Minister for Further and Higher Education, Research, Innovation and Science
Education reforms will deliver solutions for current and future challenges.
Ireland has one of the most educated populations in the world. We need to strengthen the impact of education by connecting more closely to skills needs. This talent will see us overcome the ongoing challenges of digitalisation and climate breakdown. We will be better positioned to meet global disruptions such as the invasion of Ukraine and humanitarian response as well as the aftermath of the Covid-19 pandemic.
Unified third level education
Third level has a place for everyone. But not everyone thinks they can get the qualification they want or need without attending university. We are changing this through a programme of reform and a €307 million package. We are creating more pathways for young people leaving school or people returning to education. We are joining the dots between all training centres, colleges, universities and research labs in the country.
We are creating a system that works for every student and worker who might wish to continue their education and develop new skills.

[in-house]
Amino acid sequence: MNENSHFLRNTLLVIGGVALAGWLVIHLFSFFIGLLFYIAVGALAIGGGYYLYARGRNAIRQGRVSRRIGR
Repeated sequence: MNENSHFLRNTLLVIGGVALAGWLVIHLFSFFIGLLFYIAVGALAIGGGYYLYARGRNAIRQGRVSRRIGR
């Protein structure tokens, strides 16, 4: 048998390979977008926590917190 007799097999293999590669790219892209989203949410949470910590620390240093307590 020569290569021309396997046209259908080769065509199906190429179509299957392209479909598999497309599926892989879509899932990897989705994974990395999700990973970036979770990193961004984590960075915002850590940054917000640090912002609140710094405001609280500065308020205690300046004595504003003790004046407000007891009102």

There is a route for everyone
That’s why we are working with all partners in third level education to build a system where there are pathways from the local college to the regional university or one of the five new technological universities across the country.
We have reformed the third level application process so that now, for the first time, students can see CAO and further education and apprenticeship options on the same webpage. We have big plans to drive forward reforms so that third level is open to everyone to get the education they desire, to meet the skills employers want and what we need as a country to prosper.
Developing skills for life
Later this year, I will bring proposals to the Government on how Ireland can increase its participation in lifelong learning. We are creating a system that works for every student and worker who might wish to continue their education and develop new skills.
Employers and public services need people who are reskilling and upskilling to meet the challenges of digitalisation and climate breakdown.
One of my priorities is to put structures and supports in place so that workers can upskill and employers can benefit. Our new Pact for Skills will achieve just that.
New investment in further education
The infrastructure available to many further education colleges is not reflective of the hugely important role that it plays in skills development and nourishing individuals to reach their full potential.
This year, we have started to change that, with the announcement of a multimillion-euro capital investment into 13 projects across the country. From new classrooms to labs to facilities across the colleges. This is only the beginning. Under the Government’s National Development Plan, there is more to come.
Reforming policies towards a better system, delivering lifelong learning that works for employers and students, and investing in facilities. These are just some of the ways we are connecting education with future skills to deliver solutions for the challenges now and into the future.